Eyeing combat in outer space, US creates Pentagon Space Force

Maintaining American dominance in space is mission of Space Force, says US defence secretary

Afp December 21, 2019
A SpaceX Falcon Heavy rocket lifts off from historic launch pad 39-A at the Kennedy Space Center in Cape Canaveral, Florida, US, February 6, 2018. PHOTO: REUTERS

WASHINGTON: President Donald Trump signed legislation on Friday to create a full-fledged Pentagon force for combat in outer space -- the first new military service in seven decades.

Capping an ambitious order Trump issued in June 2018, the US Space Force officially came into being when Trump signed the annual military budget, the $738 billion National Defense Authorization Act.

The legislation will create the Department of Defense's sixth force, a coequal of the five existing forces -- the Army, Navy, Air Force, Marines and Coast Guard.

"Our reliance on space-based capabilities has grown dramatically, and today outer space has evolved into a war-fighting domain of its own," said Secretary of Defense Mark Esper.

"Maintaining American dominance in that domain is now the mission of the United States Space Force."

The new organisation builds on the US Space Command, already operating under the Air Force since it was created in August.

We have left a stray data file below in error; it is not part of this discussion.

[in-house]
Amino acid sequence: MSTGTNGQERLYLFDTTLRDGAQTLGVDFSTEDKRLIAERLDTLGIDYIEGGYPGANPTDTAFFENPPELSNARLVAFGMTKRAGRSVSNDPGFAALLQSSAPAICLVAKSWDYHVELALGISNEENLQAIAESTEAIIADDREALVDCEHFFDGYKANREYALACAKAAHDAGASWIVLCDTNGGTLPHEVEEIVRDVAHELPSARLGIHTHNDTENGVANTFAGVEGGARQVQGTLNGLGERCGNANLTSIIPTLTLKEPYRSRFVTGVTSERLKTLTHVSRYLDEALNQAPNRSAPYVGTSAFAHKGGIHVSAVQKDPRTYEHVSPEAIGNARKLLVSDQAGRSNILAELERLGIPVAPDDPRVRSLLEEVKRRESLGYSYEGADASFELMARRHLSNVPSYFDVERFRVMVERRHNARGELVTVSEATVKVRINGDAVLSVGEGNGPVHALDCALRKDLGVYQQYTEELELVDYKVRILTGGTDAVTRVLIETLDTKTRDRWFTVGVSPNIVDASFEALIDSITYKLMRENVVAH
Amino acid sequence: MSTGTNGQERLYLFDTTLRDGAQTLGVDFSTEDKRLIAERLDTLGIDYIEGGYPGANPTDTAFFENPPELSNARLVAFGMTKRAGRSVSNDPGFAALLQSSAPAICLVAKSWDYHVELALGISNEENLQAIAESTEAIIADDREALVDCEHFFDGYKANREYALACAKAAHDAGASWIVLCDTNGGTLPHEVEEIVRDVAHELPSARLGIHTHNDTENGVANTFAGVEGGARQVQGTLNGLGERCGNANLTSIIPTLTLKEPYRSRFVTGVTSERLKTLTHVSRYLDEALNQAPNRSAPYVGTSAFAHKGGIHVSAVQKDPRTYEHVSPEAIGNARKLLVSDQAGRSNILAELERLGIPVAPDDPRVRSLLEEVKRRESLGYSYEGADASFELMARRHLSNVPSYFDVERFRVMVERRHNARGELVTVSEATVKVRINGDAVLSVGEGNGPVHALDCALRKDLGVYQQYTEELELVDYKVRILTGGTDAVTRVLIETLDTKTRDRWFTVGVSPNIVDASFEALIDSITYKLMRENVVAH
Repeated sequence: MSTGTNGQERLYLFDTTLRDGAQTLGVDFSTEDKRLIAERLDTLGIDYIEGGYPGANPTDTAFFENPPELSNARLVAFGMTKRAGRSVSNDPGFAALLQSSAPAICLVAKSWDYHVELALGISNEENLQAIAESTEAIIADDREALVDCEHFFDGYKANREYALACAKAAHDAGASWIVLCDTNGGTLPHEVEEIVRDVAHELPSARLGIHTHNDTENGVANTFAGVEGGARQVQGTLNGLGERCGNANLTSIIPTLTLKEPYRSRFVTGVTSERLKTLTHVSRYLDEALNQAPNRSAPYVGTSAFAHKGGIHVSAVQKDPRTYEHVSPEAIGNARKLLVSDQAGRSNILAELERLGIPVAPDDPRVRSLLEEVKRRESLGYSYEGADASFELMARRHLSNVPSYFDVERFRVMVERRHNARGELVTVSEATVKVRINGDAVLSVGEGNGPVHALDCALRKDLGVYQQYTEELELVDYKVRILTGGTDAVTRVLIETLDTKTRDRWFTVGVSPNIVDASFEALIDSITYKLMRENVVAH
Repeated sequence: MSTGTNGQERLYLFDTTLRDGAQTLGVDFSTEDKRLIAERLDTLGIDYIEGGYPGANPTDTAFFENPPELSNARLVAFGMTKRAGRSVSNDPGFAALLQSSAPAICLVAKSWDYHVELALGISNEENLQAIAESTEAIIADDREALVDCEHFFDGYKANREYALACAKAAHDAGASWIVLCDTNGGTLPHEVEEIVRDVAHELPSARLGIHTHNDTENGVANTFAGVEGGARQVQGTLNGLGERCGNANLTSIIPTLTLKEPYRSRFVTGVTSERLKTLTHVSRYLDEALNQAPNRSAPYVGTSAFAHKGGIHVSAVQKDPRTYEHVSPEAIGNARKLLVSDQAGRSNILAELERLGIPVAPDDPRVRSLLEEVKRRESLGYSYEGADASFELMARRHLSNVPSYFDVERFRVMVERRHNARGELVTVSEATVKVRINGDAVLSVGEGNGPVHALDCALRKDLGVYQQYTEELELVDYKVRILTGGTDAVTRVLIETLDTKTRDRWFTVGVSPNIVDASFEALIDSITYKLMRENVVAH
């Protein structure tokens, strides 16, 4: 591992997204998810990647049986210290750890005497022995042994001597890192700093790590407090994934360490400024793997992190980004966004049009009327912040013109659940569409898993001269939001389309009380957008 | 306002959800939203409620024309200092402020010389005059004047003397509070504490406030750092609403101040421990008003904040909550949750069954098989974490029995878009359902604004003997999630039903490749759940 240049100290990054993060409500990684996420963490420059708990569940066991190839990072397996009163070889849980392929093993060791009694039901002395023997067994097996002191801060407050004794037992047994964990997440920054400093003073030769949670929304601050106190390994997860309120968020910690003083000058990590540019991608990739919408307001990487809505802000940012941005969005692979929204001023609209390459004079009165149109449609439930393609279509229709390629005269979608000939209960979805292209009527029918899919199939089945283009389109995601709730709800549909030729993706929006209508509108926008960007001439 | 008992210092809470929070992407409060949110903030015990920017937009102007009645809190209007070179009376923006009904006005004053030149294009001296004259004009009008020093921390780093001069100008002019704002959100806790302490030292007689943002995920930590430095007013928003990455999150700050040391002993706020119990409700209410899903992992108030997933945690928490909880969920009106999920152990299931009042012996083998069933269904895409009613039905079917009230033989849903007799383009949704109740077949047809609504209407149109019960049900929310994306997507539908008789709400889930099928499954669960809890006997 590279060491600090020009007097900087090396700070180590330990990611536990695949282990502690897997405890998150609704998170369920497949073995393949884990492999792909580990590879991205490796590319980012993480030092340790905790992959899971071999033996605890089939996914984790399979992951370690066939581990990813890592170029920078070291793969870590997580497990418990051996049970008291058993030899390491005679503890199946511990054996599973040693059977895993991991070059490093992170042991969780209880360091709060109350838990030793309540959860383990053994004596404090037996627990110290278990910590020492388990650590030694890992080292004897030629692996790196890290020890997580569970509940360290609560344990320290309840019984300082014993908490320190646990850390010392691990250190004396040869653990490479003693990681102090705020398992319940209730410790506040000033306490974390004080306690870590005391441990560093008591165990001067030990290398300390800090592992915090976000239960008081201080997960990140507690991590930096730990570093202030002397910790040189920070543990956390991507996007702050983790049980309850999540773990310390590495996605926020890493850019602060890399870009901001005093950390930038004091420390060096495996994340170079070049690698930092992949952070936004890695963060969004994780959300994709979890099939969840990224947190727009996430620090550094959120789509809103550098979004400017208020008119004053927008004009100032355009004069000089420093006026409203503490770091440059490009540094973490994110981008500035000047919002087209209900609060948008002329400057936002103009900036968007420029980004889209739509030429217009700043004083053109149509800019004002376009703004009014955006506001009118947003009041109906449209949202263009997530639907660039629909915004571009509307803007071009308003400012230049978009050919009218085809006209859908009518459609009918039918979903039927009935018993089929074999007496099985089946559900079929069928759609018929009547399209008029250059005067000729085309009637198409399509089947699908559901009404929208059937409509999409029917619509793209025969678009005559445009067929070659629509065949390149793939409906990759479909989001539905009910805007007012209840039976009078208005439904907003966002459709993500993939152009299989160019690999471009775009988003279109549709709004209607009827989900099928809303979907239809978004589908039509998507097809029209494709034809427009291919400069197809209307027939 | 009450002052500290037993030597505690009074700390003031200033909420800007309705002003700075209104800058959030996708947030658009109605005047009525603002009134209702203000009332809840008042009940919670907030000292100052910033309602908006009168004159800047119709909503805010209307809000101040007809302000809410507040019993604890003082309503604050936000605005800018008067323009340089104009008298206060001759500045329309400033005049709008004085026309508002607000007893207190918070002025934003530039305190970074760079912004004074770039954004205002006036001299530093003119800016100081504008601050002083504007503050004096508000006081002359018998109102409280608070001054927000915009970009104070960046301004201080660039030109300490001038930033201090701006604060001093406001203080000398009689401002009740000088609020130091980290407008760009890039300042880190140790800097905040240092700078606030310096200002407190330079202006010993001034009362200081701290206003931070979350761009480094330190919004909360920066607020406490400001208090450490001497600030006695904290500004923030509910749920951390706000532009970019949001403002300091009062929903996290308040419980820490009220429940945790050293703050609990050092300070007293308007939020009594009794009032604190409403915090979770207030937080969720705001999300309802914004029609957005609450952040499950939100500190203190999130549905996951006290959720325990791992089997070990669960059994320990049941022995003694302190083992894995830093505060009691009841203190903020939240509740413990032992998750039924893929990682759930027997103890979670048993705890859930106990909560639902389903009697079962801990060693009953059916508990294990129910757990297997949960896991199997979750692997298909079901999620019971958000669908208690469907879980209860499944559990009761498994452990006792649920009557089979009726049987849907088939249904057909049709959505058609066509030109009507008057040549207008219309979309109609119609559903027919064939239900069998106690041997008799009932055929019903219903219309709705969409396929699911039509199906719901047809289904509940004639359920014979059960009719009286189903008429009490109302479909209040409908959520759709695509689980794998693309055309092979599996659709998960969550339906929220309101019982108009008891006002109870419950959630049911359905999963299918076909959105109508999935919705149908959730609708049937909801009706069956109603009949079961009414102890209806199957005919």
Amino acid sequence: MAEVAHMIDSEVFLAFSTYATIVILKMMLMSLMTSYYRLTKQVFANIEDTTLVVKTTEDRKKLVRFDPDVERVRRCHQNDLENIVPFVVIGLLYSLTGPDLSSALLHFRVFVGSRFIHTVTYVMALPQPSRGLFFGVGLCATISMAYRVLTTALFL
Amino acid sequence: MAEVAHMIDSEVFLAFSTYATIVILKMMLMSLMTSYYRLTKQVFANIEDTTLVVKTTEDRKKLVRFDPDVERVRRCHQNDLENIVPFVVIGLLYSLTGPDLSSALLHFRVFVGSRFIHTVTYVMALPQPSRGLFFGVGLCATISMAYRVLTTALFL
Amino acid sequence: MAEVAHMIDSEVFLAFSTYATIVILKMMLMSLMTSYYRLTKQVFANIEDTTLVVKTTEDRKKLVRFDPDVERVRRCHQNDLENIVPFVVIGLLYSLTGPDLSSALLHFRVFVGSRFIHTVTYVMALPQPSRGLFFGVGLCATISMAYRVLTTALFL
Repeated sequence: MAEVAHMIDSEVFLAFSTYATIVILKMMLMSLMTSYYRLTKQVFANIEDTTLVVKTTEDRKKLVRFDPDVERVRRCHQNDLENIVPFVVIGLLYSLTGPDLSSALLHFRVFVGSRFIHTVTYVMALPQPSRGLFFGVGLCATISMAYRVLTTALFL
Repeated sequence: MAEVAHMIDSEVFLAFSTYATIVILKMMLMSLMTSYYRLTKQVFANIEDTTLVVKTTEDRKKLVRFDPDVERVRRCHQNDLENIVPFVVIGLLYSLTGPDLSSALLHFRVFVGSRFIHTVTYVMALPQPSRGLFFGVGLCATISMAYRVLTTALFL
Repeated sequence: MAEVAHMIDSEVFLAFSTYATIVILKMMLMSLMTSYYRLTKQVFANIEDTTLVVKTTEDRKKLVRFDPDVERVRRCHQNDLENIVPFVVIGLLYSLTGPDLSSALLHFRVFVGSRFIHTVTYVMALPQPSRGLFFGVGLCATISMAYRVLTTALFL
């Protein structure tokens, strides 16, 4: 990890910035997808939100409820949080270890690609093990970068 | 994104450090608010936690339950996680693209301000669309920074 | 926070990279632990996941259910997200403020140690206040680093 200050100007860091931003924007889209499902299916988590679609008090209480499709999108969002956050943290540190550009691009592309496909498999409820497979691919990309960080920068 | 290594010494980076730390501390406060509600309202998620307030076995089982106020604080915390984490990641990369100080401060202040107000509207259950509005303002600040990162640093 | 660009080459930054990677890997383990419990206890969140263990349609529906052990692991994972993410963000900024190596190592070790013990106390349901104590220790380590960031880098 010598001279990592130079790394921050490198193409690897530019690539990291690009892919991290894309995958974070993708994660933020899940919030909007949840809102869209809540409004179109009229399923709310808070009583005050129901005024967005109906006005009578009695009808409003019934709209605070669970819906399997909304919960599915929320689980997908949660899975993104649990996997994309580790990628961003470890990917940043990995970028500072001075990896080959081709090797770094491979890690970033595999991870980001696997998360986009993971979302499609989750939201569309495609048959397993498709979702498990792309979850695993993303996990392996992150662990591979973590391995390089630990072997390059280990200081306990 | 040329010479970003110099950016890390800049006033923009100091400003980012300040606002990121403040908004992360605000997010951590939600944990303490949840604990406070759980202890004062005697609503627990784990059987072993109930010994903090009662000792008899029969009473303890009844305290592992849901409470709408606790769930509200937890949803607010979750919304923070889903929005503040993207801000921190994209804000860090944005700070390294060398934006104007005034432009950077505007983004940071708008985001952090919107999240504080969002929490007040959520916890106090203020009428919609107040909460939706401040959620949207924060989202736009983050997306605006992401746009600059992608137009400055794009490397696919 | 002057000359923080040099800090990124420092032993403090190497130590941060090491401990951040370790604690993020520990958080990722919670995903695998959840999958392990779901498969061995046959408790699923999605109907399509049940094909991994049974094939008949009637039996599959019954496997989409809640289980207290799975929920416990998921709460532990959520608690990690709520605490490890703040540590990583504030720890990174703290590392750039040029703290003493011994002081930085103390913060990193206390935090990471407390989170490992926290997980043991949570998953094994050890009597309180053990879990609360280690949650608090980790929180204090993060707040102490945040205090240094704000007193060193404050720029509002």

And, like the Marines, which operate within the umbrella of the Navy, the Space Force will be under the Air Force.

The Space Command will focus on war fighting -- akin to the Pentagon's regional commands like CentCom -- while the Space Force will encompass broader missions like training, procurement, long-term planning and other functions.

The Space Force will be comprised of about 16,000 Air Force and civilian personnel, some already taking part in the Space Command, according to Air Force Secretary Barbara Barrett.

It will have its own uniform, shoulder patches and even, eventually, its own song, just like the other branches.

"The US Space Force will protect America's national interests by its singular focus on space. The United States has the best space acumen in the world," Barrett said.

A staff of 16,000 would make it much smaller than the other forces, but Barrett said the technology-centric nature of the work requires fewer people.

"It's a different sort of portfolio than what we might be thinking of when we generally think about warfighting machines," she said.

Leading the Space Force will be Air Force General Jay Raymond, who currently runs SpaceCom.

"With the establishment of the United States Space Force, we're elevating space commensurate with its importance to our national security and the security of our allies and our partners," said Raymond.


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